Taking up a 3rd language-some key issues

You see opinions scattered everywhere in cyber-space, so who makes sense and who doesn't? Who makes more sense and who makes less sense? At Kiasu Parents Forum, someone apparently stumbled upon an 'interesting' piece of advice concerning taking up 3rd language in secondary school only if it 'adds value' to the overall grade profile of the student, and immediately dismissed this as another instance of the typical, over realistic Singaporean mindset.

Rational_Parent analyzed things much more calmly and presented something (edited version laid out below) which I felt was less biased and rather sensible :

" I believe such an assumption is far too sweeping and rather unfair. Sometimes when parents/ students decide to give 3rd language a miss altogether, there could be other underlying reasons.

An alternate view and MHO.........

It certainly boils down to prioritizing, which is directly related to the amount of time/resources a secondary school student should allocate to various endeavors including studies, CCAs ( now made compulsory), acquisition of non-academic skill-sets, maintaining a active/ healthy lifestyle and lots more. Factor in considerations such as a much heavier study workload compared to previously in primary school, the need to join external tuition classes to keep up with things, hours spent commuting on the roads to various training venues on a daily/weekly basis etc, it isn't difficult to see the water level could possibly rise up to the neck for the poor kid. So to a large extent, whether the child decides to learn an extra language on top of everything else is definitely a question of how well he/she can cope with regards to his/her already taxing schedule.

Financially speaking, while the costs incurred should one ceases attending 3rd language classes aren't as great as compared to, say giving up learning the piano ( thousands of dollars literally washed down the drain just to buy one for practising at home), we must not forget when measured in terms of efforts invested and subsequently wasted due to incompletion, both scenarios are equal failures in magnitude.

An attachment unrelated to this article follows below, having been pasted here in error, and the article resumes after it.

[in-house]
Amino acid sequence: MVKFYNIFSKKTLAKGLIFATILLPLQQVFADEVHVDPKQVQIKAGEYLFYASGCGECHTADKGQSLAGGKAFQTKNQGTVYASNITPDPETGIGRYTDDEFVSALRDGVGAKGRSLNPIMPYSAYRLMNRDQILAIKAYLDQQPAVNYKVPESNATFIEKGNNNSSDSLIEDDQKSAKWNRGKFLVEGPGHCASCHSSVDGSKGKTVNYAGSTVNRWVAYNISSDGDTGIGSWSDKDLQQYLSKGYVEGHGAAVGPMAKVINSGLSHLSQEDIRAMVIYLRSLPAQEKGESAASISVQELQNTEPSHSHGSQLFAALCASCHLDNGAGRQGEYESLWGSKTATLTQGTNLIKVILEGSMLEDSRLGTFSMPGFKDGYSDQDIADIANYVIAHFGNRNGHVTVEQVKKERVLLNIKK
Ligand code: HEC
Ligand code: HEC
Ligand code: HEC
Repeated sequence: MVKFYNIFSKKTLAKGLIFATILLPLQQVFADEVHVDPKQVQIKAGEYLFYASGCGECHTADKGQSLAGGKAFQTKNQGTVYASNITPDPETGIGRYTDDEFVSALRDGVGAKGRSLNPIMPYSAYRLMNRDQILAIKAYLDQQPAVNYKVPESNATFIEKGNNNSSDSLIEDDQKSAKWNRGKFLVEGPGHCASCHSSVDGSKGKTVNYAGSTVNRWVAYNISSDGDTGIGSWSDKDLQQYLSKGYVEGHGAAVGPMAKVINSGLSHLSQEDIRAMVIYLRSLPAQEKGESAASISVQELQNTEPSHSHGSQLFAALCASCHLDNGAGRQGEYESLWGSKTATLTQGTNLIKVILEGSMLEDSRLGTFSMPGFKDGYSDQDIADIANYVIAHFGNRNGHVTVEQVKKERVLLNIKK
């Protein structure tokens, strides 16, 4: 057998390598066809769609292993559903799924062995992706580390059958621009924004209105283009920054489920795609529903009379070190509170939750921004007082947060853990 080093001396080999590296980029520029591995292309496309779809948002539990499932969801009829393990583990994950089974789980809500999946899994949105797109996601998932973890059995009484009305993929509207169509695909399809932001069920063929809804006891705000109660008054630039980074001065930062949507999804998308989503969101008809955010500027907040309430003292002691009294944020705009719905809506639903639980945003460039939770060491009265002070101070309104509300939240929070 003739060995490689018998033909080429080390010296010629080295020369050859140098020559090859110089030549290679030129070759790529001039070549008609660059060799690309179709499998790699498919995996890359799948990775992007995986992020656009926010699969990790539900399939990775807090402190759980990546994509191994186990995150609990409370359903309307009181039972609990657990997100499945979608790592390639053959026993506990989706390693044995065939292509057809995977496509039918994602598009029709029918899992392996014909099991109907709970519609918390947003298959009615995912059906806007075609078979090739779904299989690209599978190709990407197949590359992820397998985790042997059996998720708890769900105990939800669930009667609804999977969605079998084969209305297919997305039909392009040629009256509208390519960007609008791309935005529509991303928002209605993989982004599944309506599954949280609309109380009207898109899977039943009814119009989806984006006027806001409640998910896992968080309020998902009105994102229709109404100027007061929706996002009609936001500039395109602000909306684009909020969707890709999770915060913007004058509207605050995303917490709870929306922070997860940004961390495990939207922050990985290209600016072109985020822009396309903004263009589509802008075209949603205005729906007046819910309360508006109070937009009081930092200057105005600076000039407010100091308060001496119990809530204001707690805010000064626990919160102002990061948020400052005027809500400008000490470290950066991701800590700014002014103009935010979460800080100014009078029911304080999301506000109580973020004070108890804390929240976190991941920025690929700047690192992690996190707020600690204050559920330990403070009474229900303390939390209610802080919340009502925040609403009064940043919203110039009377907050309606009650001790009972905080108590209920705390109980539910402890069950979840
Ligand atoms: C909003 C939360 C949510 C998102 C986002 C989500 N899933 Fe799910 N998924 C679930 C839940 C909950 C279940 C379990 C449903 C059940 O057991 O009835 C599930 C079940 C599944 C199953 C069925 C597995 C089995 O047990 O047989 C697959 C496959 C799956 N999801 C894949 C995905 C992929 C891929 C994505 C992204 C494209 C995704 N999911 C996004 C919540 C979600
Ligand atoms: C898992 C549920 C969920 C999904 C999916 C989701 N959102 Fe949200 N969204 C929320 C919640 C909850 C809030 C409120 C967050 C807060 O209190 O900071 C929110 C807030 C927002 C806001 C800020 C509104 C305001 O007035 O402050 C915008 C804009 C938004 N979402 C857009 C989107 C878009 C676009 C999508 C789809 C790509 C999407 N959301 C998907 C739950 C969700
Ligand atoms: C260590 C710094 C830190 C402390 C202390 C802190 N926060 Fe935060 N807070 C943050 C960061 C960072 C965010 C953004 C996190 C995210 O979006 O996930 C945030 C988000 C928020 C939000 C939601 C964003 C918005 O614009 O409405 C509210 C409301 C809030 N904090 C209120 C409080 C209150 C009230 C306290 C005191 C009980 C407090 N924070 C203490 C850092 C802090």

This isn't mere waxing philosophical, what I am emphasizing is something truly important: practicality must prevail. Children eagerly dive into activities which they have scant appreciation of and very often call it a day regretfully after a short while. I would like to believe most parents know their children better than they know themselves. Therefore, as an advisor, confidante, etc, it is only natural for parents to decide what is best for their children every now and then, as well as assist them in making informed decisions along the earlier stages of their schooling lives.

I prefer to view the learning of a third language as both a means of enrichment and a commitment to better one's self, rather than solely as another subject where good grades must be achieved. In that respect, I do not insist my children take it up upon entering secondary school. That said, should they desire to pursue this for the sake of personal interest at a later stage, assuming they have performed consistently well in their studies, I would be more than happy to enrol them in a specialized institution.

Here is the thing : if the higher-ups in MOE are genuinely resolute about encouraging the holistic development of a child, they should seriously consider integrating the 3rd language as a component within the core curriculum instead of allowing it to exist as a separate, optional entity. While such an initiative would probably exhaust a fair bit of resources during initial stages of implementation (not forgetting the logistical challenges which will also have to be surmounted), I am confident this would bring about positive benefits for many more students in the long run. "

Thank you Rational_Parent for granting me permission to share this lovely post of yours.